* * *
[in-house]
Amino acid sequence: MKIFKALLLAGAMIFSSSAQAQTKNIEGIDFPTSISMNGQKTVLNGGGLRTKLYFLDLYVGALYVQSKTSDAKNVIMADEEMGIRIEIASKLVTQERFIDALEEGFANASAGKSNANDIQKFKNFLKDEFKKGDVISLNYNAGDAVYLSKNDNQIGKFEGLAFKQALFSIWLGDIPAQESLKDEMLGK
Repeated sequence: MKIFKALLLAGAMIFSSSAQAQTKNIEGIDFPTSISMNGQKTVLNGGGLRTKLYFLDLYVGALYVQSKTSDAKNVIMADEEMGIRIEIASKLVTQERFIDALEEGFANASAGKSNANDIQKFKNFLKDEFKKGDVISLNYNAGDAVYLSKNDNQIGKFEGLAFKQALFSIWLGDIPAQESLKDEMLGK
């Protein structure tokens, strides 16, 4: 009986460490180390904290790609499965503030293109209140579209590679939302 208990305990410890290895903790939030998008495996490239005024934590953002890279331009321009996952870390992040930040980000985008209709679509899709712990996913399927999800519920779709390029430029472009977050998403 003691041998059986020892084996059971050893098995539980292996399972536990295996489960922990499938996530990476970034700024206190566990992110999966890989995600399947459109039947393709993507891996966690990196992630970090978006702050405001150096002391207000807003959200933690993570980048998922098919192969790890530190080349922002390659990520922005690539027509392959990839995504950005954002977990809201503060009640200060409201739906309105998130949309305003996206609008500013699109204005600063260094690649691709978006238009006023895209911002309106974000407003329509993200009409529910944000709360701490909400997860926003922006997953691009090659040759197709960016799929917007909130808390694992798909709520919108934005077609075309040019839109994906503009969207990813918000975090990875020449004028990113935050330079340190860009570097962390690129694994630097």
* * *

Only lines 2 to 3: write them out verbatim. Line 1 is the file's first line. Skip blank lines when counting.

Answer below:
Amino acid sequence: MKIFKALLLAGAMIFSSSAQAQTKNIEGIDFPTSISMNGQKTVLNGGGLRTKLYFLDLYVGALYVQSKTSDAKNVIMADEEMGIRIEIASKLVTQERFIDALEEGFANASAGKSNANDIQKFKNFLKDEFKKGDVISLNYNAGDAVYLSKNDNQIGKFEGLAFKQALFSIWLGDIPAQESLKDEMLGK
Repeated sequence: MKIFKALLLAGAMIFSSSAQAQTKNIEGIDFPTSISMNGQKTVLNGGGLRTKLYFLDLYVGALYVQSKTSDAKNVIMADEEMGIRIEIASKLVTQERFIDALEEGFANASAGKSNANDIQKFKNFLKDEFKKGDVISLNYNAGDAVYLSKNDNQIGKFEGLAFKQALFSIWLGDIPAQESLKDEMLGK